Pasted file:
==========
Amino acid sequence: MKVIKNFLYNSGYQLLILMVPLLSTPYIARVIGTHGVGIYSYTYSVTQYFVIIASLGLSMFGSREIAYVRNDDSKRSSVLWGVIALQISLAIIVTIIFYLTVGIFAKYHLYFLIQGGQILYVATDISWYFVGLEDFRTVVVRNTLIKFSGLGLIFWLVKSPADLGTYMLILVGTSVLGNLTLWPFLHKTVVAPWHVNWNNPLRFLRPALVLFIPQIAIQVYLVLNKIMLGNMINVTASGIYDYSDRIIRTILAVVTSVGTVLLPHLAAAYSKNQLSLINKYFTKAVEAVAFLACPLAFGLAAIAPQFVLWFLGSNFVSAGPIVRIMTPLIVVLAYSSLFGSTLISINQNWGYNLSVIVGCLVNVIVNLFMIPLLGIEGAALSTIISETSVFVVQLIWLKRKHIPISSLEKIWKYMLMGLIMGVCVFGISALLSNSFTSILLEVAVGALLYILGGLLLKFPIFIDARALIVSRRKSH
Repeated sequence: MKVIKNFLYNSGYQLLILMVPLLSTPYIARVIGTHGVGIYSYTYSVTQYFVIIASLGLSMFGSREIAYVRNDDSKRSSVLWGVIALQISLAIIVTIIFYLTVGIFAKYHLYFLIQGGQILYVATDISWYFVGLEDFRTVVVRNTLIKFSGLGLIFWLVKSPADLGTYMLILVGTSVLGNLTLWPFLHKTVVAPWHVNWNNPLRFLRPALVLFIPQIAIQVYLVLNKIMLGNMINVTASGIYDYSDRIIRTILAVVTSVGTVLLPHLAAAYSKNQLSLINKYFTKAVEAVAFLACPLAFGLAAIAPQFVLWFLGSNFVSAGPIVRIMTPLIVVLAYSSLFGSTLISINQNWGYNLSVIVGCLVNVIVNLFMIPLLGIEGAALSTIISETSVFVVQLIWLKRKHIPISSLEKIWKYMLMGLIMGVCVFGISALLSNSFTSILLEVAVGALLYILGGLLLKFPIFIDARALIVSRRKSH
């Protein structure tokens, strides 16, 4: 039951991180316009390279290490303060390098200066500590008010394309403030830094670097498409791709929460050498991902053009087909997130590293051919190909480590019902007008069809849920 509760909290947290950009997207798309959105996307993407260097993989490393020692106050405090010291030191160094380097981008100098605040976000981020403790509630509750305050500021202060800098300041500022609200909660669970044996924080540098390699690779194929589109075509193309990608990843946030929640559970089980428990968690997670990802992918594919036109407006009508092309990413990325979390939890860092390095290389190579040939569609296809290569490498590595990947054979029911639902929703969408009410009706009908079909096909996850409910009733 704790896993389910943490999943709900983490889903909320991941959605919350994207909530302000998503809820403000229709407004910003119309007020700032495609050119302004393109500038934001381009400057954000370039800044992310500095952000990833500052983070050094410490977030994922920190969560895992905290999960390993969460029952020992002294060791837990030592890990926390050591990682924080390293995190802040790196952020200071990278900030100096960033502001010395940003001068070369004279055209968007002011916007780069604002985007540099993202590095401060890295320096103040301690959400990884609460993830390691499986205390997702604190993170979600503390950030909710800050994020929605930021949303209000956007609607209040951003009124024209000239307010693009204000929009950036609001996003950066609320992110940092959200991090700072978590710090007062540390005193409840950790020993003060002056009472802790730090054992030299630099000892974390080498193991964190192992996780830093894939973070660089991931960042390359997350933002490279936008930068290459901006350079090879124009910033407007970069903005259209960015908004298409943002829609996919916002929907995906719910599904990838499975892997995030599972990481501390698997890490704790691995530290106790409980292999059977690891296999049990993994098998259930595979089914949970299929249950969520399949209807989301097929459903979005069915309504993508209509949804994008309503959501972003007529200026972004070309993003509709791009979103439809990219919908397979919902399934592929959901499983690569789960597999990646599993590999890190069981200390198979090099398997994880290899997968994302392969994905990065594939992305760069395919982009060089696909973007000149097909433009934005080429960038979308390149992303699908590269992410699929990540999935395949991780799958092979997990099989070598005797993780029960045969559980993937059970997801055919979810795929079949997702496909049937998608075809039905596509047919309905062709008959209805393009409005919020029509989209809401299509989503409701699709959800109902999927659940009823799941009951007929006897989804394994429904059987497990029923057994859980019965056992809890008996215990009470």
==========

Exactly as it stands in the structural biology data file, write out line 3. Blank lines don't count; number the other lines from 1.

């Protein structure tokens, strides 16, 4: 039951991180316009390279290490303060390098200066500590008010394309403030830094670097498409791709929460050498991902053009087909997130590293051919190909480590019902007008069809849920 509760909290947290950009997207798309959105996307993407260097993989490393020692106050405090010291030191160094380097981008100098605040976000981020403790509630509750305050500021202060800098300041500022609200909660669970044996924080540098390699690779194929589109075509193309990608990843946030929640559970089980428990968690997670990802992918594919036109407006009508092309990413990325979390939890860092390095290389190579040939569609296809290569490498590595990947054979029911639902929703969408009410009706009908079909096909996850409910009733 704790896993389910943490999943709900983490889903909320991941959605919350994207909530302000998503809820403000229709407004910003119309007020700032495609050119302004393109500038934001381009400057954000370039800044992310500095952000990833500052983070050094410490977030994922920190969560895992905290999960390993969460029952020992002294060791837990030592890990926390050591990682924080390293995190802040790196952020200071990278900030100096960033502001010395940003001068070369004279055209968007002011916007780069604002985007540099993202590095401060890295320096103040301690959400990884609460993830390691499986205390997702604190993170979600503390950030909710800050994020929605930021949303209000956007609607209040951003009124024209000239307010693009204000929009950036609001996003950066609320992110940092959200991090700072978590710090007062540390005193409840950790020993003060002056009472802790730090054992030299630099000892974390080498193991964190192992996780830093894939973070660089991931960042390359997350933002490279936008930068290459901006350079090879124009910033407007970069903005259209960015908004298409943002829609996919916002929907995906719910599904990838499975892997995030599972990481501390698997890490704790691995530290106790409980292999059977690891296999049990993994098998259930595979089914949970299929249950969520399949209807989301097929459903979005069915309504993508209509949804994008309503959501972003007529200026972004070309993003509709791009979103439809990219919908397979919902399934592929959901499983690569789960597999990646599993590999890190069981200390198979090099398997994880290899997968994302392969994905990065594939992305760069395919982009060089696909973007000149097909433009934005080429960038979308390149992303699908590269992410699929990540999935395949991780799958092979997990099989070598005797993780029960045969559980993937059970997801055919979810795929079949997702496909049937998608075809039905596509047919309905062709008959209805393009409005919020029509989209809401299509989503409701699709959800109902999927659940009823799941009951007929006897989804394994429904059987497990029923057994859980019965056992809890008996215990009470």